By John R. Lott Jr.

Everyone wants to keep criminals from getting guns. However, expanded background checks are not the simple answer that Sens. Pat Toomey (R., Pa.) and Joe Manchin (D., W.Va.) think they are.

Unfortunately, as the Senate considers the Manchin-Toomey amendment, Toomey is simply wrong to assert: "It's the people who fail a criminal or mental-health background check who we don't want having guns."

Toomey apparently does not understand how the background-check system works. Take his claim on Sunday: "Since checks began in 1998, more than 100,000 people who are ineligible to own guns have been denied them each year." Just because someone is "initially denied" permission to buy a gun doesn't mean that he is really ineligible to own guns.

This is the same problem experienced with the "no-fly" list. Remember the five times that the late Sen. Ted Kennedy was "initially denied" access to flights because his name was on the antiterror list? His name was similar to someone whom we really did want to keep from flying. But, by Toomey's method of counting, stopping Kennedy from boarding a flight means the "no-fly" list stopped terrorists from boarding a flight five times.

For gun purchases, the Bureau of Alcohol, Tobacco, Firearms, and Explosives later cleared more than 94 percent of those "initial denials." As the annual National Instant Criminal Background Check System report explains, these cases were dropped either because the additional information showed that the wrong people had been stopped, or because the covered offenses were so many decades old that the government decided not to prosecute. At least a fifth of the remaining 6 percent flagged were still false positives.

These initial denials mean delays for many law-abiding gun buyers. While a mere inconvenience for most, initial denials can pose a danger to people who suddenly and legitimately need a gun for self-defense - women being stalked by an ex-boyfriend or spouse, for example.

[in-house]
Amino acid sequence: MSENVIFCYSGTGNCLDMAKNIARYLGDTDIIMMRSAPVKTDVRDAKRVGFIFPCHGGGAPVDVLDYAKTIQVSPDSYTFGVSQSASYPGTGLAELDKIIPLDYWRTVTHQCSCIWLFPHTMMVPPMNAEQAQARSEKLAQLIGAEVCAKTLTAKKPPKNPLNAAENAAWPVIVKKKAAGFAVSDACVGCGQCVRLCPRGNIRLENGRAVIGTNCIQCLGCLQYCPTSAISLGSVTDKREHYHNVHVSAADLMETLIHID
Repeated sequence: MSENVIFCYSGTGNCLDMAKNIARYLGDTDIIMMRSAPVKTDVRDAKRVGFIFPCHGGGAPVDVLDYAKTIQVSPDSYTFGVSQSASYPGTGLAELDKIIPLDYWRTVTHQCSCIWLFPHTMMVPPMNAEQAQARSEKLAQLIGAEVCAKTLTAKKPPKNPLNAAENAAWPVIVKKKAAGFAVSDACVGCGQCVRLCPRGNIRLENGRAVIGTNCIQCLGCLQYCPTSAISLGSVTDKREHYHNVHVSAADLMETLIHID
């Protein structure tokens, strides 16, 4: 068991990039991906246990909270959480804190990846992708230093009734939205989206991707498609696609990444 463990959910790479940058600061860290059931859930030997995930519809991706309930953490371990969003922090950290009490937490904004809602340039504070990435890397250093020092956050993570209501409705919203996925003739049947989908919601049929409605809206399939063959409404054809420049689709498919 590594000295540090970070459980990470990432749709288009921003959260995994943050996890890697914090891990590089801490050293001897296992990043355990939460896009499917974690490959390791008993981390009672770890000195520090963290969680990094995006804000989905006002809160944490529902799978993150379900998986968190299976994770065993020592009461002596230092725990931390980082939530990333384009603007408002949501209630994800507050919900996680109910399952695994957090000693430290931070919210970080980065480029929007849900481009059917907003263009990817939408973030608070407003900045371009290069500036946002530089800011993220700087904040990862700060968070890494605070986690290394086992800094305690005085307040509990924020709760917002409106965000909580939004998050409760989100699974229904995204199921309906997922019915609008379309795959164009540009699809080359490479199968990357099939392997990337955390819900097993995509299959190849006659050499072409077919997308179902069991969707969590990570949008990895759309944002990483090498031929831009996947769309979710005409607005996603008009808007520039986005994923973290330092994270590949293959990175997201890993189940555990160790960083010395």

The numbers for 2010, the last year available, are instructive. With 76,142 denials, prosecutions were justified in only 42 cases, and there were only 13 convictions. Even those 13 cases don't tend to be the "dangerous" criminals Toomey claims are being stopped.

The limited number of prosecutions is not, as President Obama's critics claim, a matter of a new administration refusing to prosecute criminals. There were also few convictions under Presidents George W. Bush and Bill Clinton, and the reason was exactly the same.

Of course, background checks could possibly still stop a few crimes, even if almost no criminals try going through the background checks. As Toomey notes: "Determined criminals can find ways to obtain weapons. But background checks are helpful."

Undoubtedly, some criminals are stopped from getting guns. Yet there is a good reason that neither Toomey nor the president ever cites evidence showing that background checks have reduced crime. There is no such evidence. A 2004 National Academy of Sciences panel concluded that the Brady background checks didn't reduce any type of violent crime. Nor have later studies found a beneficial effect.

But what if the checks did reduce crime? Everyone would benefit, not just those legally buying guns. In that case, everyone, not just gun owners, should pay for the cost of running background checks. Unfortunately, the checks being considered by the Senate make only gun buyers pay the costs.

The delays in the background checks discourage gun ownership in other ways. States that have applied background checks to sales by private individuals have seen around a 20 percent drop in the number of gun shows, eliminating for many poorer people a relatively inexpensive source of guns. For gun shows, which usually last only a couple of days, even the two-day delay proposed by Manchin and Toomey means that no sale would be made.

The Manchin-Toomey amendment does include some small provisions that gun owners will appreciate. People will be able to buy guns outside their home states. And veterans who have suffered from post-traumatic stress disorder would be better able to restore their rights to own a gun. But these gains are small compared with the legislation's costs.

Expanded background checks might intuitively seem to make sense. But how laws work in theory is often different from how they work in the real world. Unless the databases somehow are dramatically improved, expanded background checks are likely to do more harm than good.

John Lott is a former chief economist at the U.S. Sentencing Commission and the author of the recently released book "At the Brink: Will Obama Push Us Over the Edge?" (Regnery).